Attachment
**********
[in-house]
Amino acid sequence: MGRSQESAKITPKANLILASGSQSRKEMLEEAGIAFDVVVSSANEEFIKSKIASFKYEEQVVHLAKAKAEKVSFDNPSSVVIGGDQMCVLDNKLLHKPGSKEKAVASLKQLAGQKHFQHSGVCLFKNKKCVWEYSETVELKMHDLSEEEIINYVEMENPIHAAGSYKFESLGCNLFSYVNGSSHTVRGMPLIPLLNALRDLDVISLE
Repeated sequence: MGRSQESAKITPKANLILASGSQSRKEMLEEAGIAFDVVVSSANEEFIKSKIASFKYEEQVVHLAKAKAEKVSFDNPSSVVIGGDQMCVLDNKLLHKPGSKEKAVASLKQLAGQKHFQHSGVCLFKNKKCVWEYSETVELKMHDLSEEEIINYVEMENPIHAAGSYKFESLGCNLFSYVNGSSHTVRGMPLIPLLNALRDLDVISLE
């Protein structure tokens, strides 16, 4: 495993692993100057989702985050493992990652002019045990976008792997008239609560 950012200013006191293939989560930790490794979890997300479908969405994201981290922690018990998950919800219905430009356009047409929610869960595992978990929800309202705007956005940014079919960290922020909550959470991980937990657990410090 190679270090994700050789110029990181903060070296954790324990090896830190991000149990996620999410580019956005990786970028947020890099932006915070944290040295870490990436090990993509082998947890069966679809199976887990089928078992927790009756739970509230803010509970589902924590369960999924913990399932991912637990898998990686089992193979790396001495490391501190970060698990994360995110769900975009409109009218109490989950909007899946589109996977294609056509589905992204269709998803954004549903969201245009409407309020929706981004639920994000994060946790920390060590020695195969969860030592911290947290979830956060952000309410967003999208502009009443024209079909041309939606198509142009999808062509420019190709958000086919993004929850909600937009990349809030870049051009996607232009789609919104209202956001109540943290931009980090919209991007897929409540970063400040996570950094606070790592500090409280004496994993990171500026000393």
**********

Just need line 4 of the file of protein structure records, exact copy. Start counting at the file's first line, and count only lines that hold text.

């Protein structure tokens, strides 16, 4: 495993692993100057989702985050493992990652002019045990976008792997008239609560 950012200013006191293939989560930790490794979890997300479908969405994201981290922690018990998950919800219905430009356009047409929610869960595992978990929800309202705007956005940014079919960290922020909550959470991980937990657990410090 190679270090994700050789110029990181903060070296954790324990090896830190991000149990996620999410580019956005990786970028947020890099932006915070944290040295870490990436090990993509082998947890069966679809199976887990089928078992927790009756739970509230803010509970589902924590369960999924913990399932991912637990898998990686089992193979790396001495490391501190970060698990994360995110769900975009409109009218109490989950909007899946589109996977294609056509589905992204269709998803954004549903969201245009409407309020929706981004639920994000994060946790920390060590020695195969969860030592911290947290979830956060952000309410967003999208502009009443024209079909041309939606198509142009999808062509420019190709958000086919993004929850909600937009990349809030870049051009996607232009789609919104209202956001109540943290931009980090919209991007897929409540970063400040996570950094606070790592500090409280004496994993990171500026000393």